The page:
Capgras Syndrome Related to Diazepam Treatment
Capgras syndrome, the delusion that identical-appearing impostors have replaced familiar people, is an unusual phenomenon usually seen in schizophrenia or dementia. We recently cared for a 78 year old man who seemed to develop Capgras syndrome as an adverse reaction to diazepam. An iatrogenic cause should be considered in the differential diagnosis of any new delusion, including Capgras syndrome.
A 78-year-old man with a long history of generalized anxiety disorder had been treated with diazepam for at least 30 years and had done well. During the 6 months before evaluation, he developed a fixed delusion that his sister-in-law had disguised herself as his wife and had replaced her at home. His anxiety symptoms remained at baseline and cognitive function was unimpaired on detailed testing. This escalated to his trying to remove his wife from the home, and he was hospitalized for stabilization. There were no hallucinations or any other delusions; remarkably, he readily recognized his wife's voice on the telephone early in the hospitalization but continued to misidentify her during visits.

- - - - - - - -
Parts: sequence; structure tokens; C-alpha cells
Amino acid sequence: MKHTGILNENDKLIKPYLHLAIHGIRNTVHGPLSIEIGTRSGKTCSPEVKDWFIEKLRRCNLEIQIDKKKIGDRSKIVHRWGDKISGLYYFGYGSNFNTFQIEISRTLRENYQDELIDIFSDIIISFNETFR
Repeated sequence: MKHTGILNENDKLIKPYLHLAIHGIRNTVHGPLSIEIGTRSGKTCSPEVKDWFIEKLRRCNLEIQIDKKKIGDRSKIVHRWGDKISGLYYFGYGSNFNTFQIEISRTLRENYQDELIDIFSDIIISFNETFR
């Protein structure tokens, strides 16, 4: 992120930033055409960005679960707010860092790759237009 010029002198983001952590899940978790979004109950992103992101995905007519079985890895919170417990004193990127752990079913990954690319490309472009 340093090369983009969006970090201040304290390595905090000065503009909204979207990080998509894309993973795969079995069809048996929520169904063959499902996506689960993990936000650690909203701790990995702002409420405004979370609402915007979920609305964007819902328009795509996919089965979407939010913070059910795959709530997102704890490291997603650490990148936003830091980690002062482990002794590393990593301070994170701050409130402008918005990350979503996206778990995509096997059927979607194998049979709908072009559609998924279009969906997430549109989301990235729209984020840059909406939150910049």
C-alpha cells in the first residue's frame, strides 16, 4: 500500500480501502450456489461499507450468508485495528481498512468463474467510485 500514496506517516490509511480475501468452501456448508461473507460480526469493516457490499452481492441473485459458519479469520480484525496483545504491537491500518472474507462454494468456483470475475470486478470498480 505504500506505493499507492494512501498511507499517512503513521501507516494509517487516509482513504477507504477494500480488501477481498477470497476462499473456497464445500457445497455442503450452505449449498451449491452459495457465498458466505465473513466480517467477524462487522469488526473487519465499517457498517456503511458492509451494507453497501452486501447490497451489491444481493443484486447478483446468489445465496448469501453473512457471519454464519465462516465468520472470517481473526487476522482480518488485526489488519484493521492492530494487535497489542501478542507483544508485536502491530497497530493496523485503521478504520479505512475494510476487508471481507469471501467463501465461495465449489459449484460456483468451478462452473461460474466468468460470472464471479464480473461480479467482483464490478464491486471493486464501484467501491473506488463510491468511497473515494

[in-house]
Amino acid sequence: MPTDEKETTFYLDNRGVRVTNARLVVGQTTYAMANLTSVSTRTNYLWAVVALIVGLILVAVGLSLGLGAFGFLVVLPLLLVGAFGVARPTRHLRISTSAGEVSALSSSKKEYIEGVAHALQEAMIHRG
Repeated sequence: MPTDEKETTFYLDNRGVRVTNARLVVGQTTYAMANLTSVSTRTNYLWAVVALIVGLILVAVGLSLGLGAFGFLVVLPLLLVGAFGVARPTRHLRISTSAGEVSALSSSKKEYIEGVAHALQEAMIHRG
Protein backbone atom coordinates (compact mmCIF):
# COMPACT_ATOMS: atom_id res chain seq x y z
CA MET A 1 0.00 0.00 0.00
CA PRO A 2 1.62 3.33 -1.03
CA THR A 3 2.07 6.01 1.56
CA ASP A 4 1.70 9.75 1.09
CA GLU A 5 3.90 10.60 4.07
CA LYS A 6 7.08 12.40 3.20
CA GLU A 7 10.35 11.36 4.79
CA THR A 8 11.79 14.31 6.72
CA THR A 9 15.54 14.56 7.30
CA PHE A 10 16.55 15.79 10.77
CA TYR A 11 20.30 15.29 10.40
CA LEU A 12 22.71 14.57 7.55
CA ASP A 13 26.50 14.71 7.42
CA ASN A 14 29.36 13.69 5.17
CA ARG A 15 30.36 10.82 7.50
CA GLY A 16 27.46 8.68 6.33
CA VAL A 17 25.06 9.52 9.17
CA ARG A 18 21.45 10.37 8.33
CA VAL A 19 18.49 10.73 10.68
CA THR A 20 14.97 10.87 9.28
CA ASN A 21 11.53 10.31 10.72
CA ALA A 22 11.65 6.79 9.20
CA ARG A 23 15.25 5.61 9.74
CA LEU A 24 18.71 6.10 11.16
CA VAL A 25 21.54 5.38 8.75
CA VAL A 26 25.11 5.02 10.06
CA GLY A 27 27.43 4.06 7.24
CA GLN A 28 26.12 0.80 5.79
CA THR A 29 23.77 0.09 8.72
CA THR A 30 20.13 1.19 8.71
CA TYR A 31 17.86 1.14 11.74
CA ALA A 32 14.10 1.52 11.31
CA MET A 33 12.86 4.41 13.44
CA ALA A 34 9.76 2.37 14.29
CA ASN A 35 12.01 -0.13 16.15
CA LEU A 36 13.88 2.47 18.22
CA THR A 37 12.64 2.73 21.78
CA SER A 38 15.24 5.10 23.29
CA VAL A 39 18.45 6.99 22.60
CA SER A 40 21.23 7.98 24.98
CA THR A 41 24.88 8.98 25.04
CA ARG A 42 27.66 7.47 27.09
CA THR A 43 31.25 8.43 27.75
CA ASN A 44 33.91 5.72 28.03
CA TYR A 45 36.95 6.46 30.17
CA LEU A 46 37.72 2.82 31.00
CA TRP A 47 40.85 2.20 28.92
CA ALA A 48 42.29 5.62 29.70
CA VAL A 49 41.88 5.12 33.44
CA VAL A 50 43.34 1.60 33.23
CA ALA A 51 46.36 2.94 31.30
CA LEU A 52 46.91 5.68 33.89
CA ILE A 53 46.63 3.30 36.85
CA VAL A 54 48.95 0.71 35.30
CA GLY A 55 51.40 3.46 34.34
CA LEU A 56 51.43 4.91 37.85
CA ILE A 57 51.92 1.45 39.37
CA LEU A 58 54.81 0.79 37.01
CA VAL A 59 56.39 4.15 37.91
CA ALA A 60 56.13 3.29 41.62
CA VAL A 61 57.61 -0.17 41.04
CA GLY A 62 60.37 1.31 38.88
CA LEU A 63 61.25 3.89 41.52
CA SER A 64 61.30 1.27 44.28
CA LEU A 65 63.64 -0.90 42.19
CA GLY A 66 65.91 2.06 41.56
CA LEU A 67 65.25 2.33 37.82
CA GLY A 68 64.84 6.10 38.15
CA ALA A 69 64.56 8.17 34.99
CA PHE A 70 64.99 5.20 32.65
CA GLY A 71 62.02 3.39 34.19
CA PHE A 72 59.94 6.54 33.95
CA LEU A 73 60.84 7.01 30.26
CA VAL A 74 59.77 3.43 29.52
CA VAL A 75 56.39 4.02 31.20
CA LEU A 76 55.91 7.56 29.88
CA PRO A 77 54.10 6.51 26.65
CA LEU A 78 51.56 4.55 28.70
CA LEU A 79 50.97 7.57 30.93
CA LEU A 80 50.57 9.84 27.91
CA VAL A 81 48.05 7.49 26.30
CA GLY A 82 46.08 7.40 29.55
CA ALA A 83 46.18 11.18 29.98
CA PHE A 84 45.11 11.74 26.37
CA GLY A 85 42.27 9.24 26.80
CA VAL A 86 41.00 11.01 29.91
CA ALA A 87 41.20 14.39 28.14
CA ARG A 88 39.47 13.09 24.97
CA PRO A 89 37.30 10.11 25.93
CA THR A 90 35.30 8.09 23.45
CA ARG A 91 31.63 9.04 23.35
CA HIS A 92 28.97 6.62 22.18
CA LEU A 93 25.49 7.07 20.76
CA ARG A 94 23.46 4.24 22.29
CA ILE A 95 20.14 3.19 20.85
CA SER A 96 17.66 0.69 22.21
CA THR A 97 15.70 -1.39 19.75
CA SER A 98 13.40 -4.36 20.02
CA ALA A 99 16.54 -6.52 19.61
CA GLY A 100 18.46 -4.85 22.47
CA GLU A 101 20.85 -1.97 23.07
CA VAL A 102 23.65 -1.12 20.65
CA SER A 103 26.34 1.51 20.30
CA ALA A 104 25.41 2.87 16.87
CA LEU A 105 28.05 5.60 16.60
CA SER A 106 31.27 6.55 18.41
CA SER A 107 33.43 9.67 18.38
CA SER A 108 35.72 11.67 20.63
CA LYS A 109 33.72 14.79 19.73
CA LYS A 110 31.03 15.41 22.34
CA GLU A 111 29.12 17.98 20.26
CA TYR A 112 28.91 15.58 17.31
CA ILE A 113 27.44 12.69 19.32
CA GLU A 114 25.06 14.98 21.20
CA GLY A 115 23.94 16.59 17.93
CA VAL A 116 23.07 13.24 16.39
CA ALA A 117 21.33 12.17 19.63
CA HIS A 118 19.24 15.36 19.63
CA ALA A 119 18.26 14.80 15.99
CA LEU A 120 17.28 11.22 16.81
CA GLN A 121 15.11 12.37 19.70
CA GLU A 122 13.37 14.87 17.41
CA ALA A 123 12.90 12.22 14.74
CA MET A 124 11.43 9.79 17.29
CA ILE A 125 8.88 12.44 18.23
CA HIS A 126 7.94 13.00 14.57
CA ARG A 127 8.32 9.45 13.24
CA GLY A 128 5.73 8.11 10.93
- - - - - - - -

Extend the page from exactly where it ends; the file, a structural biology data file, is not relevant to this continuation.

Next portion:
His medical history was significant for senile macular degeneration, a remote history of laryngeal carcinoma with no evidence of recurrence, essential hypertension, well-controlled hypothyroidism, and benign prostatic hypertrophy. Medications included diazepam 5 mg bid, paroxetine 40 mg/d, levothyroxine, rabeprazole, ranitidine, and finasteride. There was no history of alcohol use. Cranial MRI scan was unremarkable.
During the hospitalization, diazepam was tapered and discontinued and risperidone 0.5 mg qid was started. Within 10 days, the Capgras delusion had completely resolved and he readily recognized his wife during visits. Unfortunately, risperidone has been quite effective for his anxiety and he has adamantly refused discontinuation. Nevertheless, there have been no further delusions or any evidence of dementia at 18-month follow-up.